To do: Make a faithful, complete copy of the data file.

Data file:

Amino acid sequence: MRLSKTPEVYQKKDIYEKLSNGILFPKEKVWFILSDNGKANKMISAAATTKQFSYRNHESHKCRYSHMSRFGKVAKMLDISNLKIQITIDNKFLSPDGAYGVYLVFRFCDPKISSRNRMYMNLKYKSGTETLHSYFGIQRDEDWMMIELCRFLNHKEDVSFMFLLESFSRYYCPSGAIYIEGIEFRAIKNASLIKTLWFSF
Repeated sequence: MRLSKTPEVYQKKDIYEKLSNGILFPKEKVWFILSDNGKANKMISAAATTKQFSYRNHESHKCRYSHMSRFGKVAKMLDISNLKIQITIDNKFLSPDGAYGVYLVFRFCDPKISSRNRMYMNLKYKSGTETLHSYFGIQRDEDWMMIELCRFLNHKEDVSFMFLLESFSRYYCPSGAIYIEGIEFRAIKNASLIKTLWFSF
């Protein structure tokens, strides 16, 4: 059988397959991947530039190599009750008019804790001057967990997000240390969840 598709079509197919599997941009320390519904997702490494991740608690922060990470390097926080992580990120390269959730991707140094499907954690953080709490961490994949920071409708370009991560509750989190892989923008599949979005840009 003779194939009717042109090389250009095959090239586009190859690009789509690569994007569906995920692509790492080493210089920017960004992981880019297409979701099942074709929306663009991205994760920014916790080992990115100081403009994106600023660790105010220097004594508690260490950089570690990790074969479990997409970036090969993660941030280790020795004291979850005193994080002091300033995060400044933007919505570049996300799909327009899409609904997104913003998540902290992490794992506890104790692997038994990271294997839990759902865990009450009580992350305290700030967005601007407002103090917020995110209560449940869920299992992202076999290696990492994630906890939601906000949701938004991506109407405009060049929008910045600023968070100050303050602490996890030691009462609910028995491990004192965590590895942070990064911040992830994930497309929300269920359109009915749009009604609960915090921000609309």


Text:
Amino acid sequence: MRLSKTPEVYQKKDIYEKLSNGILFPKEKVWFILSDNGKANKMISAAATTKQFSYRNHESHKCRYSHMSRFGKVAKMLDISNLKIQITIDNKFLSPDGAYGVYLVFRFCDPKISSRNRMYMNLKYKSGTETLHSYFGIQRDEDWMMIELCRFLNHKEDVSFMFLLESFSRYYCPSGAIYIEGIEFRAIKNASLIKTLWFSF
Repeated sequence: MRLSKTPEVYQKKDIYEKLSNGILFPKEKVWFILSDNGKANKMISAAATTKQFSYRNHESHKCRYSHMSRFGKVAKMLDISNLKIQITIDNKFLSPDGAYGVYLVFRFCDPKISSRNRMYMNLKYKSGTETLHSYFGIQRDEDWMMIELCRFLNHKEDVSFMFLLESFSRYYCPSGAIYIEGIEFRAIKNASLIKTLWFSF
């Protein structure tokens, strides 16, 4: 059988397959991947530039190599009750008019804790001057967990997000240390969840 598709079509197919599997941009320390519904997702490494991740608690922060990470390097926080992580990120390269959730991707140094499907954690953080709490961490994949920071409708370009991560509750989190892989923008599949979005840009 003779194939009717042109090389250009095959090239586009190859690009789509690569994007569906995920692509790492080493210089920017960004992981880019297409979701099942074709929306663009991205994760920014916790080992990115100081403009994106600023660790105010220097004594508690260490950089570690990790074969479990997409970036090969993660941030280790020795004291979850005193994080002091300033995060400044933007919505570049996300799909327009899409609904997104913003998540902290992490794992506890104790692997038994990271294997839990759902865990009450009580992350305290700030967005601007407002103090917020995110209560449940869920299992992202076999290696990492994630906890939601906000949701938004991506109407405009060049929008910045600023968070100050303050602490996890030691009462609910028995491990004192965590590895942070990064911040992830994930497309929300269920359109009915749009009604609960915090921000609309």